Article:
Publication Type

Journal Article

Publication Date



This commentary notes that the demands of modern practice are changing under the stress of “globalisation” as manifested in the increased velocity of communication and commerce and the greater mobility and interconnectedness of individuals. National legal systems and the lawyers and judges administering them are destined to interact with alien legal systems of a national, regional, or supra-national nature in a number of multi-faceted ways. Such trends and developments are exerting a profound effect on the legal environment in Asia. The question then arises as to how legal education should respond to these developments. This commentary argues that the traditional doctrinal curriculum must be balanced by offerings that enhance the perspective of young lawyers and practitioners by instilling in them a practical appreciation of comparative issues. Rather than emphasising rules per se, the comparative approach described in this commentary is designed to sensitise students to the forces shaping the modern practice environment while also giving them an appreciation of the fundamental grammar of external legal systems and of the expanded universe of options for problem-solving. The evolving legal environment will reflect a number of asymmetric interactions between the domestic courts and private dispute resolution fora, the state and regional bodies, and finally between the state and supranational instances and instrumentalities. This commentary suggests that modern legal training must incorporate these complex dimensions of practice into the curriculum by adopting a broader notion of “curriculum” in general and a more flexible view of what we mean by “comparative law” in particular.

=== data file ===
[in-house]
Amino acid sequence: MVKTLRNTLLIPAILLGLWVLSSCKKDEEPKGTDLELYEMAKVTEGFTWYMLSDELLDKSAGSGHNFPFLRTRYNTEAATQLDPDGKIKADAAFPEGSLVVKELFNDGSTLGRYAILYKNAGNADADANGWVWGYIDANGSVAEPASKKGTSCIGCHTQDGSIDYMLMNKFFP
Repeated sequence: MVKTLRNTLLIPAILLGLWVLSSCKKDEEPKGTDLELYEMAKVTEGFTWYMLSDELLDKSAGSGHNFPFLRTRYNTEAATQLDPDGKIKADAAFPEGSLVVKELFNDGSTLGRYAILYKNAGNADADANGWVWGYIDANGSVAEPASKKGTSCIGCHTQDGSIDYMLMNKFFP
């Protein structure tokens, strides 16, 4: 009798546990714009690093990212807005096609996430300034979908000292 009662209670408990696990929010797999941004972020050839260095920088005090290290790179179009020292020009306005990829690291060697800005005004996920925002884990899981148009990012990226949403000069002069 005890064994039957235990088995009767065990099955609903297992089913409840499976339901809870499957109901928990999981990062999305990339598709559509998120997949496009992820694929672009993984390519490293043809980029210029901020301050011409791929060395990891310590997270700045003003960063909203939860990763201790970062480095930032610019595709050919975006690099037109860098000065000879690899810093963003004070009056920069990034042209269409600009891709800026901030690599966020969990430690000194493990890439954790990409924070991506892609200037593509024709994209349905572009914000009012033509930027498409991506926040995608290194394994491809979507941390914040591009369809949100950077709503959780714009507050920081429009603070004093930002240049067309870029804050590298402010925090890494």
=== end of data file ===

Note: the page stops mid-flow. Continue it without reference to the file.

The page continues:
Comparative and Foreign Law


Singapore Academy of Law Journal



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